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She was born in the middle of winter. It was a night so balmy and crisp that you could feel the hairs on the back of your neck stand on end if you dared venture outside. A full, burnt orange moon traced its way across the sky. At one stage an onslaught of rain slashed down for a few moments before the clouds had parted to reveal that full-bellied moon once again.

It was the stuff of legends. And it was a night that took a turn none of us expected, nor will we forget.

From the very first twinge, everything about my second labour was different to the first. I had been perched on a bench seat at the kitchen table playing a rather exciting game of Monopoly with my niece, when suddenly I felt it.  My baby’s head dropped into place like a giant hand screwing a cork into the neck of a wine bottle. In a rush of excitement I had taken myself off to bed, mistakenly hoping to steal a few moments of sleep before the contractions began.

But I had tossed and turned, unable to find a comfortable position.  I then took myself to stand in the dark, alone on the back verandah.

When the contractions began, there was no stopping them. Within minutes they had reached fever pitch.

I would shuffle slowly from one end of the verandah to the other, pausing at each end to grab the railing for support as each new contraction ripped through my body like a tornado.

Closing my eyes and breathing slowly, I began the self-talk I knew I would need to get through this. After just fifteen minutes, I had called for my sister. She sat stopwatch in hand, like an athletics coach silently and stoically bracing against the cold. Another fifteen minutes and we were phoning the midwife for what was already the second time, explaining that the contractions weren’t yet regular but were now about two minutes apart and excruciatingly painful. This brought no sympathy from the midwife. With the labour and delivery ward fully booked, she explained that I would have to stay at home until my waters broke.



After the third phone call, and having been instructed yet again to “relax and take a warm shower”, I had insisted that it was time to get in the car. As if on cue, one last terrifying contraction had threaded down my spine like a bolt of lightning.

A single drop of liquid, like a bead of sweat, hit the deck. But that tiny drop was all I needed.  My waters had broken. It was my ticket into the labour ward.

I had now been in labour for around forty-five minutes. My husband awoke, groggy and confused as my sister grabbed the car keys. We barely made it around the corner before – feet on the dashboard – I shouted at my husband to pull over. There wasn’t enough time to make it to the hospital. I could feel my daughter’s head crowning as my sister frantically phoned for an ambulance.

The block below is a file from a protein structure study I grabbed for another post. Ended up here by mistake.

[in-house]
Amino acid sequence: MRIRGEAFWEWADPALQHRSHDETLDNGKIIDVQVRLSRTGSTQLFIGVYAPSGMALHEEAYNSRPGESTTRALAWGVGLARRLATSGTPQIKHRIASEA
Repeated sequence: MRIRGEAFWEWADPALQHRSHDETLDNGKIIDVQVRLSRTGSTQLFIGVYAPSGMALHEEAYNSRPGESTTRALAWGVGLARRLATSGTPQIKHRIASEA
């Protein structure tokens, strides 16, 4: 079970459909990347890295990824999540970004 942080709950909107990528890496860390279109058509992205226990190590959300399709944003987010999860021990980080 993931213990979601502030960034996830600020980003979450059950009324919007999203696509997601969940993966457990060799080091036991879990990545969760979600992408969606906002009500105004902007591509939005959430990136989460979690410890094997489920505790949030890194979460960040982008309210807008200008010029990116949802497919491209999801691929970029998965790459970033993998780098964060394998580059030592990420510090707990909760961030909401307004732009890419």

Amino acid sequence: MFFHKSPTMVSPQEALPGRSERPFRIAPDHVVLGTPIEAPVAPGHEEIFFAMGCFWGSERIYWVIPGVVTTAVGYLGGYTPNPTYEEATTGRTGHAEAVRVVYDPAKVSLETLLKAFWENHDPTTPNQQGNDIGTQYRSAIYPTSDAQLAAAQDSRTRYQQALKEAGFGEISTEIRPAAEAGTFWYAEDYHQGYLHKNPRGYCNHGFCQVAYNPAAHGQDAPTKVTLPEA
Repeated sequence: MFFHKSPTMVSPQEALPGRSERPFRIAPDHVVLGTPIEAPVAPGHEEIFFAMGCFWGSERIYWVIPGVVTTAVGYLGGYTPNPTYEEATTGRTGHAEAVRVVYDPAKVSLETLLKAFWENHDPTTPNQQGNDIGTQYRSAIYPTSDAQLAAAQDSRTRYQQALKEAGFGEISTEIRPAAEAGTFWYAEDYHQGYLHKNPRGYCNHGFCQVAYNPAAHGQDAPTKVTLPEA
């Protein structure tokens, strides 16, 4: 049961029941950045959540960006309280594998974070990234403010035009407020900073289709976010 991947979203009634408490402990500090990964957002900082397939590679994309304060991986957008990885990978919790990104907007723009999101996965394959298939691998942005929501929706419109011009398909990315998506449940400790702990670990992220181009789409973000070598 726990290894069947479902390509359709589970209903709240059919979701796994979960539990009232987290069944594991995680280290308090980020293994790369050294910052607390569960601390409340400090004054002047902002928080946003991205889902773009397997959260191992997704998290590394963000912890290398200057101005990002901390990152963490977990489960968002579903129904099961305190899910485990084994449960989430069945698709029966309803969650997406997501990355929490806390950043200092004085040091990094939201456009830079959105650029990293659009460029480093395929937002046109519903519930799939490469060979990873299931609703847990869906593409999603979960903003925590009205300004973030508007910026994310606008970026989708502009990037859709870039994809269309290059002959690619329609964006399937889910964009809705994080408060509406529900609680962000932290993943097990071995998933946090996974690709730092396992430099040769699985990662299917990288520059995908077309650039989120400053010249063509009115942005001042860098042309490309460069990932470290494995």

The calm voice of the emergency operator instructed my husband and sister to take off any jewellery they might be wearing. I heard her ask if there was anything sharp in the car that might be suitable for cutting the cord.

Panic!

I could see the panic in my sister’s eyes as she fumbled through the glove box. Her hands shook as she tugged off her engagement ring and wiped her hands on the back of her jeans. My husband was a shade of green I had not seen since the days of morning sickness had ended.

I was not prepared for this. Not prepared to deliver a baby in the middle of the night, on the side of the road. Without medical assistance. This was not in my birth plan. What if something went wrong? What if my baby was in danger?

Fear gripped my throat and I did everything I could to resist the urge to push. From the corner of my eye I saw my husband running out onto the road, waving his arms to flag down the ambulance.

Like a voice seeping through a fog, I heard the ambulance officer as he bent down in front of me, asking if I was comfortable delivering the baby in the car or if I would prefer to get out.

I walked slowly, half-naked and completely oblivious to passing traffic. There was a stillness in that moment, as I surrendered  control and let my body take over. One last contraction, and right there, somewhere on the side of the road, our baby girl flew into the world. For a few seconds there was only silence. And then she began to kick and scream at the top of her lungs. Relief washed over me.  She was perfectly healthy.